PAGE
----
Exposed to the Elements

By Alfons Hug

"Rain, rain, all day yesterday, and right now it's starting all over again. If you look straight ahead, you would say it's going to snow. But last night I was woken up by moonlight on a corner of the wall above my rows of books. The patch didn't glow, but covered the place on which it lay with its aluminum-like whiteness. And the room was full of cold night, even the deepest corners. But the morning is bright. A broad easterly wind is coming in over the city with its full front on finding it so spacious. On the other side, to the west, blown and forced out by the wind, are archipelagos of clouds, groups of islands gray as the neck feathers and breasts of waterfowl in an ocean of cold almost-blue hinting at a too-distant salvation." (Rainer Maria Rilke, Letters to Cézanne, 1907)

Before the weather became the climate

In the old days, weather used to be simply weather. Things smelled of dry hay or wet rubber boots. For ordinary people and artists, it appeared as a gloriously colorful sunset or a sublimely shaped snowdrift. When you met a stranger, the weather gave you an informal start to a conversation, and if you were late it served as an acceptable excuse: Yes, the rain.... The weather was a kind of second skin to people, and despite its occasional harshness you could feel part of a greater order within nature.

But now the weather has become the climate, a frightening, anonymous physical quantity which can lead to catastrophic events at any time. The ancient Greek meaning of the word was "bending," after all. Climate change has turned weather into storm. Climate is weather without poetry or esthetics. Unlike weather, the climate has no aura, that "strange web of space and time." (W. Benjamin) What used to be common property has now become the domain of engineers, scientists, even politicians. Normal mortals – who just a moment ago were enjoying the freshness of the dew and a gentle breeze during a stroll in the park – now experience the weather as a mess of CO2, CFCs and soot particles. They have to be meteorologists to calculate future rainfall, farmers to compare the energy yields of rapeseed and sugar cane, car mechanics to use biodiesel correctly, economists to steer the worldwide flow of goods, zoologists to make sure the zoos keep polar bears in a way that is appropriate to the species – and soldiers to wage wars over raw materials.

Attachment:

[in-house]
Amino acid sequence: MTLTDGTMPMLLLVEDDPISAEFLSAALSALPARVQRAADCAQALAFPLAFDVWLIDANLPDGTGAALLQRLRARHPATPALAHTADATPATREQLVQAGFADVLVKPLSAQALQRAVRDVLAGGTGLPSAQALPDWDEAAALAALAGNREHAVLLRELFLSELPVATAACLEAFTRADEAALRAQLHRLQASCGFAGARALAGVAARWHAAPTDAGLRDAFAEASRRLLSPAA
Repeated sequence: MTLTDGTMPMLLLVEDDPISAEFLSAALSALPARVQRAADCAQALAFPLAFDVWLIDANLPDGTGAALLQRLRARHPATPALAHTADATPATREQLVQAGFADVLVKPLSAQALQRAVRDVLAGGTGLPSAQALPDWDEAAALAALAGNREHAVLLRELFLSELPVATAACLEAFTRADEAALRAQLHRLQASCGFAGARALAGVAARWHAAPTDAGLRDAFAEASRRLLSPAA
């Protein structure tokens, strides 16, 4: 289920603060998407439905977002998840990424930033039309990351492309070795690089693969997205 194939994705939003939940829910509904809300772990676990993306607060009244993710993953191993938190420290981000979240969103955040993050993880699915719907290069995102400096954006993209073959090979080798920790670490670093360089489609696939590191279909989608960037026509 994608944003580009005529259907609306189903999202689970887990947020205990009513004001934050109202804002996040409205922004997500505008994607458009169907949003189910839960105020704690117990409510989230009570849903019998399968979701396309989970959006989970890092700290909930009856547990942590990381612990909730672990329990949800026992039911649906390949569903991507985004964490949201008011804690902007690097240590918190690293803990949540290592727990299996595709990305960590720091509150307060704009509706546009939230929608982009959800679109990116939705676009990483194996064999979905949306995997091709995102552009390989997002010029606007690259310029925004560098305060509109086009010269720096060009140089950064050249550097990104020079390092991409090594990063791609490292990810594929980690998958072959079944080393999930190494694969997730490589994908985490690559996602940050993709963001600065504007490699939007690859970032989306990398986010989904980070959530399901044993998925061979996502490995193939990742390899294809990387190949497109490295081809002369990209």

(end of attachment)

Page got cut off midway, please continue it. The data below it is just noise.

An explorer who wanted to visit the North Pole in the middle of an Arctic summer would have to swim the last few kilometers. Even the experts were astounded last August when an icebreaker discovered open sea at the Pole.